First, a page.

pleasure seeking or treasure seeking
"You ask and you do not receive because you ask wrongly, with a view to squandering what you receive on your pleasures." —James 4:3
Human history provides ample testimony about the effects of pleasure seeking. One pleasure is never enough. People always want the next pleasure, followed by another. Companies thrive by stoking the pleasure-seeking desires of masses of consumers. Left to our own desires, we become slaves of pleasure-seeking, servants of the cravings of our own flesh (see Rm 6:12).
I challenge you to spend the next five minutes looking at a crucifix. As you gaze on Jesus' crucified body, ask yourself these questions: "What if Jesus chose to pursue earthly pleasure as often as I do? What if He chose not to suffer and die for me?"
Then ask Jesus to break the chains of your fleshly desires. "Already you have devoted enough time" on your pleasures (1 Pt 4:3). Now devote the rest of your time on earth to seeking God's pleasure. Through the cross, be crucified to the world (Gal 6:14). When you are crucified to your own desires, you are then empty enough to receive God's desires. Then you are ready to receive God's abundant life, joy, peace, love, and the gifts of the Spirit. Repent of following your desires. Seek the lasting pleasures of God rather than the momentary pleasures of this world.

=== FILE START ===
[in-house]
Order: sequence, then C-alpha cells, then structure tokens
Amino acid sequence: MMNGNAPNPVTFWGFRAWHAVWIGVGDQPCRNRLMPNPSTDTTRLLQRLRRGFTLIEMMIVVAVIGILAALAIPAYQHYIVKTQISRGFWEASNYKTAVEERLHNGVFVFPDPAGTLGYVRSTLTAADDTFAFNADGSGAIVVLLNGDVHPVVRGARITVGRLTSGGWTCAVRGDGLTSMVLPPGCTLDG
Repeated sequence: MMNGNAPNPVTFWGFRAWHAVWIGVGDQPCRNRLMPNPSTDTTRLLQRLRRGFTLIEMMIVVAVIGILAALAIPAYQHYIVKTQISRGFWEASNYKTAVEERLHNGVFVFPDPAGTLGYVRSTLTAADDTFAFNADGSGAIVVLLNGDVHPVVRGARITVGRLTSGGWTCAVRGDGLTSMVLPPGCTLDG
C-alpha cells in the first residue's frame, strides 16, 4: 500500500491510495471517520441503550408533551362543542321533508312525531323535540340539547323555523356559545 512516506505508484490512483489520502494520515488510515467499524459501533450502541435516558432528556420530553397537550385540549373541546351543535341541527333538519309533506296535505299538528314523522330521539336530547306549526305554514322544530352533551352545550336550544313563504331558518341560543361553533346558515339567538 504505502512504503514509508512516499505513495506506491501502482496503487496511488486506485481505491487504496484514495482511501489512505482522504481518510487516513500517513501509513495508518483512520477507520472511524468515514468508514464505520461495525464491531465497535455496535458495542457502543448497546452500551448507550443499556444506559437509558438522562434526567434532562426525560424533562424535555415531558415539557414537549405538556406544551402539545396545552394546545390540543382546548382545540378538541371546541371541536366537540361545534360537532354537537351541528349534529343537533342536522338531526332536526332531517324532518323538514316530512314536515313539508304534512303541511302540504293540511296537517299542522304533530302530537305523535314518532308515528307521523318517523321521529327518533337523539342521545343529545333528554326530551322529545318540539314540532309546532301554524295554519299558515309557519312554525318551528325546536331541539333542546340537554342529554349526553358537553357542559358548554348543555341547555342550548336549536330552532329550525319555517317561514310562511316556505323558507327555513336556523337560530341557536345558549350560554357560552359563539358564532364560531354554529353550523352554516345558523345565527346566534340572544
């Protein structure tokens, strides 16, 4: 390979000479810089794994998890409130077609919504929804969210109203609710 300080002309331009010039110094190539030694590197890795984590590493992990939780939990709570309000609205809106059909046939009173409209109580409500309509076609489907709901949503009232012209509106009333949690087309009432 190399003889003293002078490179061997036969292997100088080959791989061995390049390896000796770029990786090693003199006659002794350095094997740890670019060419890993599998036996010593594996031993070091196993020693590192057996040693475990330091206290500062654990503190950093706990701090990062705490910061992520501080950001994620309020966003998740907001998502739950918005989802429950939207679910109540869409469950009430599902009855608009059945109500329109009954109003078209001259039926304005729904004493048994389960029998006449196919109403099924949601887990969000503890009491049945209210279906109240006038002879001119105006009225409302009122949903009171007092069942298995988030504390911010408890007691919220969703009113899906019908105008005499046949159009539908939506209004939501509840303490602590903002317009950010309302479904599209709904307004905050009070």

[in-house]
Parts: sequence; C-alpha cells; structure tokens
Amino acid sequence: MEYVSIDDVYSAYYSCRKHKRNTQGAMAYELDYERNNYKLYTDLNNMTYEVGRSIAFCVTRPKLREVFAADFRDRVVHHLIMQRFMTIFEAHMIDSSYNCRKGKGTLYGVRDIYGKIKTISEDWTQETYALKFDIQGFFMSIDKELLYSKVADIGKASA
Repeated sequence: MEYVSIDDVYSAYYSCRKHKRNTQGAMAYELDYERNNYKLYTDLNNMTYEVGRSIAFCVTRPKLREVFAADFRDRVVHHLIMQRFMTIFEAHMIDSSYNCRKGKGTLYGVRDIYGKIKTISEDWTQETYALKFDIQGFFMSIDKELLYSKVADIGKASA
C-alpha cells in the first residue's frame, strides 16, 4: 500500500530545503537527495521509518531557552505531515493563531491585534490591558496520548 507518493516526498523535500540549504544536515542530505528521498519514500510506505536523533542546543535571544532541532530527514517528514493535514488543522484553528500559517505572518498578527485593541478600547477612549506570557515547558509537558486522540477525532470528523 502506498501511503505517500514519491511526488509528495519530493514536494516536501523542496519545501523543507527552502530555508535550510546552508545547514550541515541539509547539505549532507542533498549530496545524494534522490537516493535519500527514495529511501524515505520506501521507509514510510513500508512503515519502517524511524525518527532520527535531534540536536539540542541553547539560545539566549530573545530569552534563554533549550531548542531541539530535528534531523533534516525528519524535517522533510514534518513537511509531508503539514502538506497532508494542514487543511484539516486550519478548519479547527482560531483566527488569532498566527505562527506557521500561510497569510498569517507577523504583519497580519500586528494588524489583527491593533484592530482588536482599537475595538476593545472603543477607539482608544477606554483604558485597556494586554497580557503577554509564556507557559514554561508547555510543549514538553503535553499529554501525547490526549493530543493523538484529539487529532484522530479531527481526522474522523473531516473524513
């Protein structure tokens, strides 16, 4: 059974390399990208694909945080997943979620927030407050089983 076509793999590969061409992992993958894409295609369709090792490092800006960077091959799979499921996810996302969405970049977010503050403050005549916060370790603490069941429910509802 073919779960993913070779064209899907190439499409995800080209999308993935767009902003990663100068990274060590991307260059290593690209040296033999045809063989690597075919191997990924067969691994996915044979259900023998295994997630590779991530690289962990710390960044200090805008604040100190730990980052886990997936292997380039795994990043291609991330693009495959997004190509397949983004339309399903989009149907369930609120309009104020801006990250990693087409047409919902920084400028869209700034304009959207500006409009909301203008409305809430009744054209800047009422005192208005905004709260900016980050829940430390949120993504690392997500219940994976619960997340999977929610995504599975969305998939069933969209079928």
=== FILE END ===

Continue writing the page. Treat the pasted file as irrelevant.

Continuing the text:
Prayer: Father, send me the Holy Spirit to fight against my flesh (Gal 5:17). Cleanse my heart (Jn 2:15) of useless desires.
Promise: "Whoever welcomes a child such as this for My sake welcomes me. And whoever welcomes Me welcomes, not Me, but Him Who sent Me." —Mk 9:37
Praise: Praise Jesus, Who was raised up because of His obedience to the Father. Alleluia!
Reference: (This teaching was submitted by a member of our editorial team.)
Rescript: †Most Reverend Carl K. Moeddel, Vicar General and Auxiliary Bishop of the Archdiocese of Cincinnati, February 26, 2006
The Nihil Obstat ("Permission to Publish") is a declaration that a book or pamphlet is considered to be free of doctrinal or moral error. It is not implied that those who have granted the Nihil Obstat agree with the contents, opinions, or statements expressed.